Forum for Science, Industry and Business

Sponsored by:     3M 
Search our Site:

 

NJIT professor says certain home shapes and roofs hold up best in hurricane

20.06.2007
Certain home shapes and roof types can better resist high winds and hurricanes, according to a researcher at New Jersey Institute of Technology (NJIT).

Civil engineer Rima Taher, PhD, special lecturer in the New Jersey School of Architecture at NJIT, spent two years examining the findings of research centers that have studied the best designs and construction materials and methods needed to withstand extreme wind events and hurricanes.

“Although I’d like to say that there is a simple and economical solution for housing that won’t fail or collapse in the perfect storm, such information does not yet exist,” said Taher. “However, it is obvious that thanks to the work of wind engineers and researchers that changes to home design and construction can make buildings safer for people, while saving government and industry billions of dollars annually.”

“Design of Low-Rise Buildings for Extreme Wind Events” (Journal of Architectural Engineering, March, 2007) by Taher highlighted such research findings. Wind researchers at the Center for Building Science and Technology (CSTB) in France, researched and tested reduced-scale home models at its wind tunnel facilities, and developed a prototype of a “cyclonic” or hurricane-resistant dwelling. Taher cooperated with the CSTB wind researchers, working on the structural aspect of the home’s design.

That design eventually became an elevated structure of a square plan form on an open foundation. The home had a hip roof and was equipped with a central shaft with aerodynamic features designed to reduce wind forces during an extreme wind event. Wind tunnel tests at CSTB showed that such a home would be far more efficient under high winds and hurricane conditions than a typical structure. CSTB is working with a builder to construct a prototype of such a home on Réunion in the West Indian Ocean.

From this work and other studies Taher recommends the following construction considerations for homeowners in hurricane-prone regions.

A home with a square floor plan (or better a hexagonal or octagonal plan) with a multiple-panel roof (4 or more panels) was found to have reduced wind loads.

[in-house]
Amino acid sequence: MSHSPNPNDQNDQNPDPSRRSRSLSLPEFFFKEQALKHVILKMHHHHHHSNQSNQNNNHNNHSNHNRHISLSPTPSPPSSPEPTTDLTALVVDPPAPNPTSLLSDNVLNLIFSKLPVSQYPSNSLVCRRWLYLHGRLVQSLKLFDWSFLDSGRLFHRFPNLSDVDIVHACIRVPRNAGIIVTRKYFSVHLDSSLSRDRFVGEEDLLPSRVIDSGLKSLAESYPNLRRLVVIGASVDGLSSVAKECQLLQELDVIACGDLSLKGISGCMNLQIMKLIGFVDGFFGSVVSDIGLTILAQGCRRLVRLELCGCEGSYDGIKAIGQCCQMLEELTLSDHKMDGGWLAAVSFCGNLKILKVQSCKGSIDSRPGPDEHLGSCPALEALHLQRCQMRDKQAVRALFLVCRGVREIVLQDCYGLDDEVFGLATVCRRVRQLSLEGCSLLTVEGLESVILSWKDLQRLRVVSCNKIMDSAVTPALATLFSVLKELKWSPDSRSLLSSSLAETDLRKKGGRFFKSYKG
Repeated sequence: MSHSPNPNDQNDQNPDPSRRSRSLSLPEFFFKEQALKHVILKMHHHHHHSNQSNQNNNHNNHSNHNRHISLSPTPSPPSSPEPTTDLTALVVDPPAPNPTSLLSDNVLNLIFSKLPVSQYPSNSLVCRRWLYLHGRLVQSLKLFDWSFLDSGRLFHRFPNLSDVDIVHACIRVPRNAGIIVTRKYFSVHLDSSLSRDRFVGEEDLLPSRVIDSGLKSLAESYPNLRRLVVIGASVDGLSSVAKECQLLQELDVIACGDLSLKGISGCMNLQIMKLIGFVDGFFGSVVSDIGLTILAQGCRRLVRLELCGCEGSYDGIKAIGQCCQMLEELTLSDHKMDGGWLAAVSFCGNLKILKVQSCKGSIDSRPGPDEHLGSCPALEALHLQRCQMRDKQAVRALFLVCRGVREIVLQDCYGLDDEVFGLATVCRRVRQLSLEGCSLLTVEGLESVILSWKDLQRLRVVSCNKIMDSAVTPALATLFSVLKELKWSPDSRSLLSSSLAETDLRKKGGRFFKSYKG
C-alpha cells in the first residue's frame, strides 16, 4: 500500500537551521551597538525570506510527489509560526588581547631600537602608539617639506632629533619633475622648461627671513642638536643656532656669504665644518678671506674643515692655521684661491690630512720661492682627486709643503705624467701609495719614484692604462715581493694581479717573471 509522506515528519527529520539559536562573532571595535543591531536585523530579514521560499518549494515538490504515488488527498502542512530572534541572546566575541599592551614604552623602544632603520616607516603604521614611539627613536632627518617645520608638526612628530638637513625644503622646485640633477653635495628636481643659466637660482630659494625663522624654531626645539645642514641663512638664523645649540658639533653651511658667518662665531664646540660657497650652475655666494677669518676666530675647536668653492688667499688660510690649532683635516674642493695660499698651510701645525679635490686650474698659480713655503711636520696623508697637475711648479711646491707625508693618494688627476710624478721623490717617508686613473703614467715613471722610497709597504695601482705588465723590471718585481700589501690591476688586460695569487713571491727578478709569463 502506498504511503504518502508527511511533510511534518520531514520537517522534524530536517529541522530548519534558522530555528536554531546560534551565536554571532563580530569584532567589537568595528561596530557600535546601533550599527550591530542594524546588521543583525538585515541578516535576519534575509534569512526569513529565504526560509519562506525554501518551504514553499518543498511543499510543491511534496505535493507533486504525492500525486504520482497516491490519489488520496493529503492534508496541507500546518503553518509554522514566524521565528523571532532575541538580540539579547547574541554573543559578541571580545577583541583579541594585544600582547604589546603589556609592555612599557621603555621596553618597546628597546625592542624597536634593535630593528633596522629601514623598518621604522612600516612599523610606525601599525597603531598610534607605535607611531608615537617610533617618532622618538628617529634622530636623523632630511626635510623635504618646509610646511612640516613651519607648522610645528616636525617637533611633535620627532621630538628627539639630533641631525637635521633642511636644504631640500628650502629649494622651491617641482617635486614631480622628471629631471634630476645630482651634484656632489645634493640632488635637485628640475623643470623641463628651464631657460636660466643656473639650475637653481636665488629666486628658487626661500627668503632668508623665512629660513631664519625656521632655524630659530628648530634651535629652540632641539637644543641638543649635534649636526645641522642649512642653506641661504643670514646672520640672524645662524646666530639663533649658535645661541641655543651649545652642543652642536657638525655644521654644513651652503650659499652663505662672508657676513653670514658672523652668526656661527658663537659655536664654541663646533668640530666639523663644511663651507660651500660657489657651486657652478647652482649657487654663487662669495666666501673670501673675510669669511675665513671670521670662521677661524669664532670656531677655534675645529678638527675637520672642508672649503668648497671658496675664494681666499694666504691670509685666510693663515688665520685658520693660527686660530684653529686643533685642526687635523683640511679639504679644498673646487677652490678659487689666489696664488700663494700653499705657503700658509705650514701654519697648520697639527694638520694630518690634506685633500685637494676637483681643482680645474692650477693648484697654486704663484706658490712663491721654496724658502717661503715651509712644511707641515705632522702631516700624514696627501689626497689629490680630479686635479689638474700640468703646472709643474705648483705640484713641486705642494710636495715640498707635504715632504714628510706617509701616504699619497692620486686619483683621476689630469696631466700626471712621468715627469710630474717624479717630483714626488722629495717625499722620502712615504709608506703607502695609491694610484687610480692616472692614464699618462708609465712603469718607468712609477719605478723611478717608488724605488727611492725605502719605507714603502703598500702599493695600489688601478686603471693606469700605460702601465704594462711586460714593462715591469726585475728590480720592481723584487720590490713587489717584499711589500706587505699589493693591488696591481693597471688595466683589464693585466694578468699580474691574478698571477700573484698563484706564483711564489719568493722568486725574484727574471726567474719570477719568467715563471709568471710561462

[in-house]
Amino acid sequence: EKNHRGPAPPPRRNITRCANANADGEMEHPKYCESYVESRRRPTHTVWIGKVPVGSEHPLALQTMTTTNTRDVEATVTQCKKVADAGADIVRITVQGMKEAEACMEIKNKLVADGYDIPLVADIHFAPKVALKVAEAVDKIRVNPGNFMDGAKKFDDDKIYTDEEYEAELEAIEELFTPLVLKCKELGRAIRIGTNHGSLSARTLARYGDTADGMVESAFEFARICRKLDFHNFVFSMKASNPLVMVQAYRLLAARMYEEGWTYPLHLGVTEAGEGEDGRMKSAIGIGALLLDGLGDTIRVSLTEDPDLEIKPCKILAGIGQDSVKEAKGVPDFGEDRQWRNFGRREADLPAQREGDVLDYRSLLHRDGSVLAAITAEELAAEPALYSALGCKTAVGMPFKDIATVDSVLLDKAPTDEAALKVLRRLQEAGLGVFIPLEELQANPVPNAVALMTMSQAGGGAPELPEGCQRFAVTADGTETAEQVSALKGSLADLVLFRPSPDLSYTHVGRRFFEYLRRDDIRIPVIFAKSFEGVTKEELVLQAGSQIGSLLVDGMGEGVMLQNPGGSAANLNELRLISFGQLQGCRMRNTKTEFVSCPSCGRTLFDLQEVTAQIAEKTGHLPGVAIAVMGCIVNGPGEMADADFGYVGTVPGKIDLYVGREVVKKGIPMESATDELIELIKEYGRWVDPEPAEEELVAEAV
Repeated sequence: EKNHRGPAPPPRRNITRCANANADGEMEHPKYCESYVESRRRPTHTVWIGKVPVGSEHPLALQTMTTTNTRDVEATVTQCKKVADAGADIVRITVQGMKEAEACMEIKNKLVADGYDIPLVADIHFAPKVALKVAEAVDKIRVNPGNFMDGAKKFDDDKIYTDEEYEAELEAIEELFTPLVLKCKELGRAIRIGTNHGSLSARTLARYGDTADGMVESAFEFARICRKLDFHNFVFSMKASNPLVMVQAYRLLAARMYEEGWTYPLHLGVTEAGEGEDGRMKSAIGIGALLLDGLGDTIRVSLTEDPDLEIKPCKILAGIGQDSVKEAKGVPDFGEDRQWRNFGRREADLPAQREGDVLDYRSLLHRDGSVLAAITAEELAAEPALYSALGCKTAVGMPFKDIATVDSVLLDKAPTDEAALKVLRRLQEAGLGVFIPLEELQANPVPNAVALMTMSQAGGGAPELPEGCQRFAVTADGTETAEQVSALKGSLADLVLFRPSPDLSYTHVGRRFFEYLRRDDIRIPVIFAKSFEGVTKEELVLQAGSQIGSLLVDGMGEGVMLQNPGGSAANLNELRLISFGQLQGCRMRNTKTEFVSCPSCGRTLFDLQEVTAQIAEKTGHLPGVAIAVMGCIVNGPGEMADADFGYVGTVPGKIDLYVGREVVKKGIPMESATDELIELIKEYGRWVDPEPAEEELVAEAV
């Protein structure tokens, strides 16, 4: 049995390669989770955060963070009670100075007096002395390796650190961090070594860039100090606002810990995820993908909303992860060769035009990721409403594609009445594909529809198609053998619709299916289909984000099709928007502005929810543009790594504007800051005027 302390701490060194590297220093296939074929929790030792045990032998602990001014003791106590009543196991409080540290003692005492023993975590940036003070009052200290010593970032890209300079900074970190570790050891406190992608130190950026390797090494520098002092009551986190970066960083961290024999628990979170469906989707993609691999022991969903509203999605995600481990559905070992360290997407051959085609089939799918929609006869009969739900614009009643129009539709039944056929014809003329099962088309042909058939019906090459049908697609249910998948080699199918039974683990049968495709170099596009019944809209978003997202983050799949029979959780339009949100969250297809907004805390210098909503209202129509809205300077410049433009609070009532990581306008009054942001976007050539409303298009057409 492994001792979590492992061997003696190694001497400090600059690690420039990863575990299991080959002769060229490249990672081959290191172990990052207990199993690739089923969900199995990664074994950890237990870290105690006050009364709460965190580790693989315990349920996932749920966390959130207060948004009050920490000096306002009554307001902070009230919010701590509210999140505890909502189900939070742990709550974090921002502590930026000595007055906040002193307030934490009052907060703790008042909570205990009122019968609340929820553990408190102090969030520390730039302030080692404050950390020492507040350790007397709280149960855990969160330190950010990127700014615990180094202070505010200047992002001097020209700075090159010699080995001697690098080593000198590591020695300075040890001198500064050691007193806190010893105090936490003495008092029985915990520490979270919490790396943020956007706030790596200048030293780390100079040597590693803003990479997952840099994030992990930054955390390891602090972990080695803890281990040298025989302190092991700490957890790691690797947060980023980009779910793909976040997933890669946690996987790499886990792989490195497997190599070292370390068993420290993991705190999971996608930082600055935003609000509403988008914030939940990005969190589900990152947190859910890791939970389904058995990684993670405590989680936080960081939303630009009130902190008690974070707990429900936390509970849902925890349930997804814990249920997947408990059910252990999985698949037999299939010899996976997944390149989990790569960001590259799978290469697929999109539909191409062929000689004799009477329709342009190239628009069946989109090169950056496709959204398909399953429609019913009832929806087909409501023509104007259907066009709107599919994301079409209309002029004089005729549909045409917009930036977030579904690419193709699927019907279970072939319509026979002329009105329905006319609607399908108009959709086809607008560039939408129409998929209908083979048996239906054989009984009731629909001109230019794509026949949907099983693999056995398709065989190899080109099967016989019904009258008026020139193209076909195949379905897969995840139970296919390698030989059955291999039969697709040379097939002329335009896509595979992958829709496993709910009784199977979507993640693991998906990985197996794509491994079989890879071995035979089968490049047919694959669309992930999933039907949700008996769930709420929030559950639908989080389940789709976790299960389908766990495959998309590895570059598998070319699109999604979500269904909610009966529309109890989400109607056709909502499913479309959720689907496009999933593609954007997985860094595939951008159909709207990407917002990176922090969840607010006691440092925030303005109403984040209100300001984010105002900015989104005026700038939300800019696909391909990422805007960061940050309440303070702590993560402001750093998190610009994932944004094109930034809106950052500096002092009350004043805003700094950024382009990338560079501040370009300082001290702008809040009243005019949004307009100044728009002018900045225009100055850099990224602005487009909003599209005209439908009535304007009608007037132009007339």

Roofs with multiple slopes such as a hip roof (4 slopes) perform better under wind forces than gable roofs (2 slopes). Gable roofs are generally more common because they are cheaper to build. A 30-degree roof slope has the best results.

Wind forces on a roof tend to be uplift forces. This explains why roofs are often blown off during an extreme wind event. Connecting roofs to walls matters. Stapled roofs were banned following Hurricane Andrew in Florida in 1993.

Strong connections between the structure and its foundation and connections between walls are good. Structural failure is often progressive where the failure of one structural element triggers the failure of another, leading to a total collapse. Connections are generally vulnerable but can be inexpensively strengthened.

Certain areas of a building such as the ridge of a roof, corners and eaves are normally subject to higher wind pressures. In the cyclonic home design, CSTB researchers proposed some aerodynamic features to alleviate these local pressures such as introducing a central shaft which would function by creating a connection between the internal space and the roof ridge considered to be the location of the largest depression. This connection helps balance pressures leading to a significant reduction in the roof’s wind loads.

Roof overhangs are subject to wind uplift forces which could trigger a roof failure. In the design of the hurricane-resistant home, the length of these overhangs should be limited to 20 inches.

The design of the cyclonic home includes simple systems to reduce the local wind stresses at the roof’s lower edges such as a notched frieze or a horizontal grid to be installed at the level of the gutters along the perimeter of the home.

An elevated structure on an open foundation reduces the risk of damage from flooding and storm-driven water.

Sheryl Weinstein | EurekAlert!
Further information: